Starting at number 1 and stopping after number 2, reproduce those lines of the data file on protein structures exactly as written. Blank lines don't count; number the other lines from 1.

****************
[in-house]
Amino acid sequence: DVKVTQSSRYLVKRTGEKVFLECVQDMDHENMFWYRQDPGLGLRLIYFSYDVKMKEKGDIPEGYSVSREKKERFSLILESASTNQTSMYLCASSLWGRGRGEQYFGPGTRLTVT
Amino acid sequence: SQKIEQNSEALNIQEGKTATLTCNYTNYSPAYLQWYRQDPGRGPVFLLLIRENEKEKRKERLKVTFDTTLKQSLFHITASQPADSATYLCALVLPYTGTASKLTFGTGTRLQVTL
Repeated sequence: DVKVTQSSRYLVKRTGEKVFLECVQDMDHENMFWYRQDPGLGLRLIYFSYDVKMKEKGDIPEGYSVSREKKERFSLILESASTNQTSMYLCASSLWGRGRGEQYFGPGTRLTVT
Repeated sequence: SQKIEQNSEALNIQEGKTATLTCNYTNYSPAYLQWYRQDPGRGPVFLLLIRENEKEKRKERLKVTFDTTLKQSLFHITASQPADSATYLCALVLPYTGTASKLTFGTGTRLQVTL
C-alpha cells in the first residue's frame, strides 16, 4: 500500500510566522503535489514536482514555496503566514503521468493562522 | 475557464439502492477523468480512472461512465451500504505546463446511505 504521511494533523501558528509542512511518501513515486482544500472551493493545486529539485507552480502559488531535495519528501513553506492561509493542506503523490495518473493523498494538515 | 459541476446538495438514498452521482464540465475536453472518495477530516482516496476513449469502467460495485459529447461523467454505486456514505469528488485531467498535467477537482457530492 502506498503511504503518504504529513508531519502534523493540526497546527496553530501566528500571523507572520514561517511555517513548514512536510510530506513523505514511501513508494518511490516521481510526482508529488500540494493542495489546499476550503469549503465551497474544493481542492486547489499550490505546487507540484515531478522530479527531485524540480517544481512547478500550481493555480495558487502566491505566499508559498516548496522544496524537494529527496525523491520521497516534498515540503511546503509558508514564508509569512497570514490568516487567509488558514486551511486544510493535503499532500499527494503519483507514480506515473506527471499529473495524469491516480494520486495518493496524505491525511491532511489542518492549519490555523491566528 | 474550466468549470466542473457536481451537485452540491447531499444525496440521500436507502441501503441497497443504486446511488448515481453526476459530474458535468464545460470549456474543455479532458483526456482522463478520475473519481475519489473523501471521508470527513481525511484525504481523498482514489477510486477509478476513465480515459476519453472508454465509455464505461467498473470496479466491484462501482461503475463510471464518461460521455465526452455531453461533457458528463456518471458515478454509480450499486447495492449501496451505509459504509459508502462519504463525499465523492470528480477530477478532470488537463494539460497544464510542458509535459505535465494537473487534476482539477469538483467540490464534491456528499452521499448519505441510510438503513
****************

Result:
[in-house]
Amino acid sequence: DVKVTQSSRYLVKRTGEKVFLECVQDMDHENMFWYRQDPGLGLRLIYFSYDVKMKEKGDIPEGYSVSREKKERFSLILESASTNQTSMYLCASSLWGRGRGEQYFGPGTRLTVT